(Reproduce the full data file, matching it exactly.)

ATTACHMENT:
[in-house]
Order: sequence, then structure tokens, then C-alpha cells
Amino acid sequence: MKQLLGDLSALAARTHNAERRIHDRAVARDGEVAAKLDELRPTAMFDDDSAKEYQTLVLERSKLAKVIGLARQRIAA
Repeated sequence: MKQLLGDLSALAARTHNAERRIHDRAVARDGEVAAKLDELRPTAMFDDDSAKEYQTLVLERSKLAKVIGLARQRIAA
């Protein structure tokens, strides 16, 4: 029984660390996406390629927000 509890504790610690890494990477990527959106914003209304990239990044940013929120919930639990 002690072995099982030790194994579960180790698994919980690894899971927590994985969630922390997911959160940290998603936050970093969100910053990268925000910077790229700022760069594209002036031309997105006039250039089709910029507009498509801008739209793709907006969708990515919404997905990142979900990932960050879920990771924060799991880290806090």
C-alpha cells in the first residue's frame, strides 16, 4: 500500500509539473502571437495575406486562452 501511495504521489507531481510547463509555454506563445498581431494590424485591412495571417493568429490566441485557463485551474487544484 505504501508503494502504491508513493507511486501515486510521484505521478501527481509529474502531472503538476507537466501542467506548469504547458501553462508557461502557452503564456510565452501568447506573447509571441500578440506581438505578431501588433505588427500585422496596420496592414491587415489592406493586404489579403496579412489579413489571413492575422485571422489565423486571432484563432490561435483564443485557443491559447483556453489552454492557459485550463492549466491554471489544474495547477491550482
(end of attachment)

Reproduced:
[in-house]
Order: sequence, then structure tokens, then C-alpha cells
Amino acid sequence: MKQLLGDLSALAARTHNAERRIHDRAVARDGEVAAKLDELRPTAMFDDDSAKEYQTLVLERSKLAKVIGLARQRIAA
Repeated sequence: MKQLLGDLSALAARTHNAERRIHDRAVARDGEVAAKLDELRPTAMFDDDSAKEYQTLVLERSKLAKVIGLARQRIAA
């Protein structure tokens, strides 16, 4: 029984660390996406390629927000 509890504790610690890494990477990527959106914003209304990239990044940013929120919930639990 002690072995099982030790194994579960180790698994919980690894899971927590994985969630922390997911959160940290998603936050970093969100910053990268925000910077790229700022760069594209002036031309997105006039250039089709910029507009498509801008739209793709907006969708990515919404997905990142979900990932960050879920990771924060799991880290806090």
C-alpha cells in the first residue's frame, strides 16, 4: 500500500509539473502571437495575406486562452 501511495504521489507531481510547463509555454506563445498581431494590424485591412495571417493568429490566441485557463485551474487544484 505504501508503494502504491508513493507511486501515486510521484505521478501527481509529474502531472503538476507537466501542467506548469504547458501553462508557461502557452503564456510565452501568447506573447509571441500578440506581438505578431501588433505588427500585422496596420496592414491587415489592406493586404489579403496579412489579413489571413492575422485571422489565423486571432484563432490561435483564443485557443491559447483556453489552454492557459485550463492549466491554471489544474495547477491550482